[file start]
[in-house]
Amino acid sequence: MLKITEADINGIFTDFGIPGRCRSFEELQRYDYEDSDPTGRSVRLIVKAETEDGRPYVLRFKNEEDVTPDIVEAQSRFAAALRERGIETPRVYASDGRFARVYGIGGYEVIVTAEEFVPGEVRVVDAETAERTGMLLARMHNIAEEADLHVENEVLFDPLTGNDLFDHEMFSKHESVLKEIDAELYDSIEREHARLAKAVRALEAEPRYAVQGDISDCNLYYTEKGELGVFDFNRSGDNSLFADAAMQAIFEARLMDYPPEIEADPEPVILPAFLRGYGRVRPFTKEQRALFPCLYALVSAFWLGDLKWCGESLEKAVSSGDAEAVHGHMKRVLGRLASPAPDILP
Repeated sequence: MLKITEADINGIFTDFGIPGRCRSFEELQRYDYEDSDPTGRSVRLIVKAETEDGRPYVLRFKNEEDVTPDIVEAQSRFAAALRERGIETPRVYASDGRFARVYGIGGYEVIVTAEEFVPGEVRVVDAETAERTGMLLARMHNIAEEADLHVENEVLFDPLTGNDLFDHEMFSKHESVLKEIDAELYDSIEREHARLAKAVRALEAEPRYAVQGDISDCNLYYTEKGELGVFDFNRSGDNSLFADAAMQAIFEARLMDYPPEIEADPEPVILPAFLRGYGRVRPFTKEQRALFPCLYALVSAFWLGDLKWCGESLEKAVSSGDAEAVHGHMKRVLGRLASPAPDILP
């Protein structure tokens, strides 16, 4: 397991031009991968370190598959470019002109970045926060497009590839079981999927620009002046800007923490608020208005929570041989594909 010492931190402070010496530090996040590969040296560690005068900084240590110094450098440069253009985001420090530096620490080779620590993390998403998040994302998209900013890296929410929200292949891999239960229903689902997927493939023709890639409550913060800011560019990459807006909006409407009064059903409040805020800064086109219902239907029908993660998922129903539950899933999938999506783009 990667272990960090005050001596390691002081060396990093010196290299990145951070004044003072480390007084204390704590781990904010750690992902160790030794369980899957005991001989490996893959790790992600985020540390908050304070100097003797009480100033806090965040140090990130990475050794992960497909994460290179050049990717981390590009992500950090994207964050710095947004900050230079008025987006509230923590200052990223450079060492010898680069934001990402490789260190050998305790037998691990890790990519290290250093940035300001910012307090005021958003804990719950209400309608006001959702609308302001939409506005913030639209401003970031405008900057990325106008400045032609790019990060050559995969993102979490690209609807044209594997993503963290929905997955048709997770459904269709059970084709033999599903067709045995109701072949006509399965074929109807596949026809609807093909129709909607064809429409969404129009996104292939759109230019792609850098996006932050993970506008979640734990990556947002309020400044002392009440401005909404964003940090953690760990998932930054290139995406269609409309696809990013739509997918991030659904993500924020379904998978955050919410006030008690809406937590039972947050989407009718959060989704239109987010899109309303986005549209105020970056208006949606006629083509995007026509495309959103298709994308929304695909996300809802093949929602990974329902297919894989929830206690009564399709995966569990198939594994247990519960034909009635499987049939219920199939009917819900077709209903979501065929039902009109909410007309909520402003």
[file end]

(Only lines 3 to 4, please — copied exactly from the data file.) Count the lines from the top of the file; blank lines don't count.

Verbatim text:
Repeated sequence: MLKITEADINGIFTDFGIPGRCRSFEELQRYDYEDSDPTGRSVRLIVKAETEDGRPYVLRFKNEEDVTPDIVEAQSRFAAALRERGIETPRVYASDGRFARVYGIGGYEVIVTAEEFVPGEVRVVDAETAERTGMLLARMHNIAEEADLHVENEVLFDPLTGNDLFDHEMFSKHESVLKEIDAELYDSIEREHARLAKAVRALEAEPRYAVQGDISDCNLYYTEKGELGVFDFNRSGDNSLFADAAMQAIFEARLMDYPPEIEADPEPVILPAFLRGYGRVRPFTKEQRALFPCLYALVSAFWLGDLKWCGESLEKAVSSGDAEAVHGHMKRVLGRLASPAPDILP
């Protein structure tokens, strides 16, 4: 397991031009991968370190598959470019002109970045926060497009590839079981999927620009002046800007923490608020208005929570041989594909 010492931190402070010496530090996040590969040296560690005068900084240590110094450098440069253009985001420090530096620490080779620590993390998403998040994302998209900013890296929410929200292949891999239960229903689902997927493939023709890639409550913060800011560019990459807006909006409407009064059903409040805020800064086109219902239907029908993660998922129903539950899933999938999506783009 990667272990960090005050001596390691002081060396990093010196290299990145951070004044003072480390007084204390704590781990904010750690992902160790030794369980899957005991001989490996893959790790992600985020540390908050304070100097003797009480100033806090965040140090990130990475050794992960497909994460290179050049990717981390590009992500950090994207964050710095947004900050230079008025987006509230923590200052990223450079060492010898680069934001990402490789260190050998305790037998691990890790990519290290250093940035300001910012307090005021958003804990719950209400309608006001959702609308302001939409506005913030639209401003970031405008900057990325106008400045032609790019990060050559995969993102979490690209609807044209594997993503963290929905997955048709997770459904269709059970084709033999599903067709045995109701072949006509399965074929109807596949026809609807093909129709909607064809429409969404129009996104292939759109230019792609850098996006932050993970506008979640734990990556947002309020400044002392009440401005909404964003940090953690760990998932930054290139995406269609409309696809990013739509997918991030659904993500924020379904998978955050919410006030008690809406937590039972947050989407009718959060989704239109987010899109309303986005549209105020970056208006949606006629083509995007026509495309959103298709994308929304695909996300809802093949929602990974329902297919894989929830206690009564399709995966569990198939594994247990519960034909009635499987049939219920199939009917819900077709209903979501065929039902009109909410007309909520402003």